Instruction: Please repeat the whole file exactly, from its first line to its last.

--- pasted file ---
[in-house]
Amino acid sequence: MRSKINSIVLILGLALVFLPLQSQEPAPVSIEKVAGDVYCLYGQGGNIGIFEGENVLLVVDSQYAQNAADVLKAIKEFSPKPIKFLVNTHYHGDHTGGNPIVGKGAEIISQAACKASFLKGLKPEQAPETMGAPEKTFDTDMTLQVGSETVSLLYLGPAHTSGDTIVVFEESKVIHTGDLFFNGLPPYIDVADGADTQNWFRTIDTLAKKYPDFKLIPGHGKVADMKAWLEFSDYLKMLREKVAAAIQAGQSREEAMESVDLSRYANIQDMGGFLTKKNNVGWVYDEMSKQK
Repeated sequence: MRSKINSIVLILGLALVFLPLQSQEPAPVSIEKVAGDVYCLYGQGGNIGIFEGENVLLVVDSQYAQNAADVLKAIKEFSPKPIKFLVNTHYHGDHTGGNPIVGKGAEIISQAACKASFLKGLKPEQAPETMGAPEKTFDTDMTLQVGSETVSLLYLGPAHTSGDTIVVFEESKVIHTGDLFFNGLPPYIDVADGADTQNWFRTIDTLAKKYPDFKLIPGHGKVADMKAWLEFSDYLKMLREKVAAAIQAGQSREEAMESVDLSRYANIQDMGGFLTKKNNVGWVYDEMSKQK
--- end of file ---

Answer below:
[in-house]
Amino acid sequence: MRSKINSIVLILGLALVFLPLQSQEPAPVSIEKVAGDVYCLYGQGGNIGIFEGENVLLVVDSQYAQNAADVLKAIKEFSPKPIKFLVNTHYHGDHTGGNPIVGKGAEIISQAACKASFLKGLKPEQAPETMGAPEKTFDTDMTLQVGSETVSLLYLGPAHTSGDTIVVFEESKVIHTGDLFFNGLPPYIDVADGADTQNWFRTIDTLAKKYPDFKLIPGHGKVADMKAWLEFSDYLKMLREKVAAAIQAGQSREEAMESVDLSRYANIQDMGGFLTKKNNVGWVYDEMSKQK
Repeated sequence: MRSKINSIVLILGLALVFLPLQSQEPAPVSIEKVAGDVYCLYGQGGNIGIFEGENVLLVVDSQYAQNAADVLKAIKEFSPKPIKFLVNTHYHGDHTGGNPIVGKGAEIISQAACKASFLKGLKPEQAPETMGAPEKTFDTDMTLQVGSETVSLLYLGPAHTSGDTIVVFEESKVIHTGDLFFNGLPPYIDVADGADTQNWFRTIDTLAKKYPDFKLIPGHGKVADMKAWLEFSDYLKMLREKVAAAIQAGQSREEAMESVDLSRYANIQDMGGFLTKKNNVGWVYDEMSKQK